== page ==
You asked for it? You got it! Here’s a Batanes Travel Guide for those who are dreaming of Batanes.
But before anything, let me thank my fellow traveler Christine of Jovial Wanderer for sharing her insights for this Batanes Travel Guide Collab.
Christine says: Batanes is for travelers who find delight in lavishing nature just as it is, with no modern structures obscuring the views. It’s also an adventurer’s haven because you can go paddling, kiting, fishing and do a lot of hiking.
James says: Batanes is a dream come true! Its like traveling back in time, maybe around 50 years ago. Rustic, raw and real. Ohhhh, I wanna visit Batanes again (and stay looooonger like a month).
2. What do you like most about the place?
Christine says: I love that I can see vast mountains everywhere I look! Another endearing thing about Batanes are its people, the Ivatans. They’re confident, welcoming, simple and happy people!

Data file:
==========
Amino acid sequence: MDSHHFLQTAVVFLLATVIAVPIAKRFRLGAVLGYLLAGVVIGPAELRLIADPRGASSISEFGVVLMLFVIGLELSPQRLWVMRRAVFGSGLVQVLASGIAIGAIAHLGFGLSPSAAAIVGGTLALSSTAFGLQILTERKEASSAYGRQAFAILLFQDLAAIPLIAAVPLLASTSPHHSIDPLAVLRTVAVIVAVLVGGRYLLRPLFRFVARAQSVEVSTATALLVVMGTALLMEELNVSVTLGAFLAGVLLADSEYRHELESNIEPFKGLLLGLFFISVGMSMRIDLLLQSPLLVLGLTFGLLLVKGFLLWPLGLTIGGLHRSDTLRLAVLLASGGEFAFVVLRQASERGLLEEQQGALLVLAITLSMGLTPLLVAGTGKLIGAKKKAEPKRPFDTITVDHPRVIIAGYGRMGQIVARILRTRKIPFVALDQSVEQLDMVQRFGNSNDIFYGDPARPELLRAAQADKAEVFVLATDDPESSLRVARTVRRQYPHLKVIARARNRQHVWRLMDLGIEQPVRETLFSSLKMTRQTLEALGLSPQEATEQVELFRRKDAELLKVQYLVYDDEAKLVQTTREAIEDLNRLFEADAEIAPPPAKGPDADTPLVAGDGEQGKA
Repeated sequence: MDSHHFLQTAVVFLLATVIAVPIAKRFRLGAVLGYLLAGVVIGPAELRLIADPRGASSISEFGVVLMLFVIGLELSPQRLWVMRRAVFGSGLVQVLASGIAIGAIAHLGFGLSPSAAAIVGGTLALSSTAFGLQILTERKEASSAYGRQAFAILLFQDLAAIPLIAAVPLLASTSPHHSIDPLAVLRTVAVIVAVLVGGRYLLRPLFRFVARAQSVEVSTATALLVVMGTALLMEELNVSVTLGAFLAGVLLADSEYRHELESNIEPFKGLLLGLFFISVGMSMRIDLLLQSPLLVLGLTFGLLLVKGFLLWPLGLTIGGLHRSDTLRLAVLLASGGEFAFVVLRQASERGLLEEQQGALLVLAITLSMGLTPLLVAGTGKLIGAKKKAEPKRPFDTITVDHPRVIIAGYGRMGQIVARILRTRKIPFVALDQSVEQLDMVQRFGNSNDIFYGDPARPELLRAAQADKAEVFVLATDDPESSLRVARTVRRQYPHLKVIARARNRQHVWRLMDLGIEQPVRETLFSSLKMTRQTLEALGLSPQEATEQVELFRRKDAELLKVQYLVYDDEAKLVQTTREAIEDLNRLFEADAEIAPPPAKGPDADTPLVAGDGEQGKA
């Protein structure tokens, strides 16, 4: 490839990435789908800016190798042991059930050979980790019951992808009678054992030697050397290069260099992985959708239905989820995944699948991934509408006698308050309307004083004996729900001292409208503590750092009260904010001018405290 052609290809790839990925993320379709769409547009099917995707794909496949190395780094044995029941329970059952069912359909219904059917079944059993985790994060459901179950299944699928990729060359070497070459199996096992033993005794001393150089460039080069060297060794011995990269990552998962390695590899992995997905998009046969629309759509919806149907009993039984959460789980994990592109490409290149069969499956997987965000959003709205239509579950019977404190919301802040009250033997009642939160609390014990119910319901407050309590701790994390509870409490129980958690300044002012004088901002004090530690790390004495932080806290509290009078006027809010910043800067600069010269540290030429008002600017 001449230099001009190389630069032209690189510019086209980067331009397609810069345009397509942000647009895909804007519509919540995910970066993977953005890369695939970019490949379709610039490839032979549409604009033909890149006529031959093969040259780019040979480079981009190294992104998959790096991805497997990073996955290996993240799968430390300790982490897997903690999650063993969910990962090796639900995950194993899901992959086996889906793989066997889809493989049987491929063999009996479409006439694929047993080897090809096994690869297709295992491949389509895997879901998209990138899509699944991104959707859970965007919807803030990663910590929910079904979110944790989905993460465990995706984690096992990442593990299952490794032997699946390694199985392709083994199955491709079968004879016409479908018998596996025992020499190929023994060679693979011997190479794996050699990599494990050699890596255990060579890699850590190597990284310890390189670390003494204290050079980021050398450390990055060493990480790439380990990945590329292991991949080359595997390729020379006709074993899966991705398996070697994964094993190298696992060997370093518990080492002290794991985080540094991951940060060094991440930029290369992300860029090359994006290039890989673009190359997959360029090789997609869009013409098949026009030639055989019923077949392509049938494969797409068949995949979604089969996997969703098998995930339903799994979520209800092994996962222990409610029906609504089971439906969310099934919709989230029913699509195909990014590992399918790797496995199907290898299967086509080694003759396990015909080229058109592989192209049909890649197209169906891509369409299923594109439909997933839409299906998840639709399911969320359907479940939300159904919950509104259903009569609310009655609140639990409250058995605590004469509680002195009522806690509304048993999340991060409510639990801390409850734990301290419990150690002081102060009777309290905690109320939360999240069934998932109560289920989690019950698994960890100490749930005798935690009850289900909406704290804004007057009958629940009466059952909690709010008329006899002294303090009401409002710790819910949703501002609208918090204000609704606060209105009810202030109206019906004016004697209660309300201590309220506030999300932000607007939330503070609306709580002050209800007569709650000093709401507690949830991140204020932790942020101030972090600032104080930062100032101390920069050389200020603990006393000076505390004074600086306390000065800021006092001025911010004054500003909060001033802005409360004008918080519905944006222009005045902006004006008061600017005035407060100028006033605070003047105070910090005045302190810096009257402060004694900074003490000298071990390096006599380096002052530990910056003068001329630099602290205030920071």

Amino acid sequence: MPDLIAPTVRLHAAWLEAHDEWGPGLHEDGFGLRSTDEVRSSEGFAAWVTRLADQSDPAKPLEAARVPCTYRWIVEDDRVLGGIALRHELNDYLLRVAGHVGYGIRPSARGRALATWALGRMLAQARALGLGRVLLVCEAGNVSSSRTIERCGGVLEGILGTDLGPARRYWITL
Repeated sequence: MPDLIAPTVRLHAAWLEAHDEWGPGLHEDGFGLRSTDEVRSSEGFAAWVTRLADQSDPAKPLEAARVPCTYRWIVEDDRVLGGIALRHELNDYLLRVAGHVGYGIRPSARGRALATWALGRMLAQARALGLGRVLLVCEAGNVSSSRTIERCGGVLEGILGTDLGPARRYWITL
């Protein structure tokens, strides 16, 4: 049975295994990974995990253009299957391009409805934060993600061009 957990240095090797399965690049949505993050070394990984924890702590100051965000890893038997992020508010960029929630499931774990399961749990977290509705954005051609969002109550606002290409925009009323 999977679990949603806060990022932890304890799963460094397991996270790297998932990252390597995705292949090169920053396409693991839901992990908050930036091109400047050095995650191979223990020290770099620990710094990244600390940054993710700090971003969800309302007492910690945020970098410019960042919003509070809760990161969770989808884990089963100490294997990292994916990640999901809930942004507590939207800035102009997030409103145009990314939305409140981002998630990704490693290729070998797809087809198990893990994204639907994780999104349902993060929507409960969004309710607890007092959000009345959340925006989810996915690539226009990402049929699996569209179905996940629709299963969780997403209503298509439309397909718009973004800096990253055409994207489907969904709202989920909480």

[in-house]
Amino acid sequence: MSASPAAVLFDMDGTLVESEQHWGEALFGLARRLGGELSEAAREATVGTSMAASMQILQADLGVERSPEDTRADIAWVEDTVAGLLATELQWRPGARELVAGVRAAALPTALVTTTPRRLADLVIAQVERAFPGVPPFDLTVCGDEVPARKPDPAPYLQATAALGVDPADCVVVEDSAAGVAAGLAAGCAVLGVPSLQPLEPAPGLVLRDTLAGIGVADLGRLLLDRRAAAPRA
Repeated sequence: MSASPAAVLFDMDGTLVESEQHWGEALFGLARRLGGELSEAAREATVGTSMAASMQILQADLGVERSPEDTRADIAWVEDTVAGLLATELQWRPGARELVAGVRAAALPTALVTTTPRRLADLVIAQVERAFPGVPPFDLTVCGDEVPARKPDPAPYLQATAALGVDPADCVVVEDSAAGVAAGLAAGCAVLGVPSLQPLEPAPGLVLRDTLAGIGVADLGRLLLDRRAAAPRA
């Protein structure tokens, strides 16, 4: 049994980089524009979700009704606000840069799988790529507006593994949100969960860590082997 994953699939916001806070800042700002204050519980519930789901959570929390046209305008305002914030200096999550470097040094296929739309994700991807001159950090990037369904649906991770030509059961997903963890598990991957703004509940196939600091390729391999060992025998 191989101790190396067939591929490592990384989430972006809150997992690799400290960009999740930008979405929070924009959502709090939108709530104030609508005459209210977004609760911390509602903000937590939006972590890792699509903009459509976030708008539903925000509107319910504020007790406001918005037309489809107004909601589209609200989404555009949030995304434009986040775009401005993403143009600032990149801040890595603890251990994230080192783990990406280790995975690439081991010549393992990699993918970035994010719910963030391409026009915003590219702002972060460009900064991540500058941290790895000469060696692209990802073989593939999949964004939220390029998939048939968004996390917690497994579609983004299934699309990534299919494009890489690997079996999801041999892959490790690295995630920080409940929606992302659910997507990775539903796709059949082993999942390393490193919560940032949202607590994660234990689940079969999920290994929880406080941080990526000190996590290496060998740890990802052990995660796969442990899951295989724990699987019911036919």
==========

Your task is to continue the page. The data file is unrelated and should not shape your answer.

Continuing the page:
James says: The locals- Ivatan. I give two incidents: First, we are taking some photos of this old bridge and suddenly little kids line-up to us and started getting our hands. At first I thought they were asking for money but I was wrong. They took our hands and put it on their foreheads for “mano po” a sign of respect. Second, we are walking along the streets of Sabtang island and suddenly the windows and doors of the old houses opened, the locals started greeting us good morning as we pass by their houses. Most of them already old but they managed to give their smile or wave to us, no animosity whatsover.
3. Is there anything the local government can do (or stop doing) in order to make the place more tourist friendly.
Christine says: The government should strive to preserve Batanes just as it is. It’s beautiful that way.
James says: I hope they would limit the visitors to Batanes.
4. Don’t go home without seeing/visiting/experiencing ___________ .
Christine says: The faluwa ride (motorized boats) to Sabtang Island. These simple but sturdy structures regularly transport people, animals and merchandise from Batan to Sabtang and back. The 45 minute travel time where you will encounter waves that look that they’re about to swallow the boat is exciting.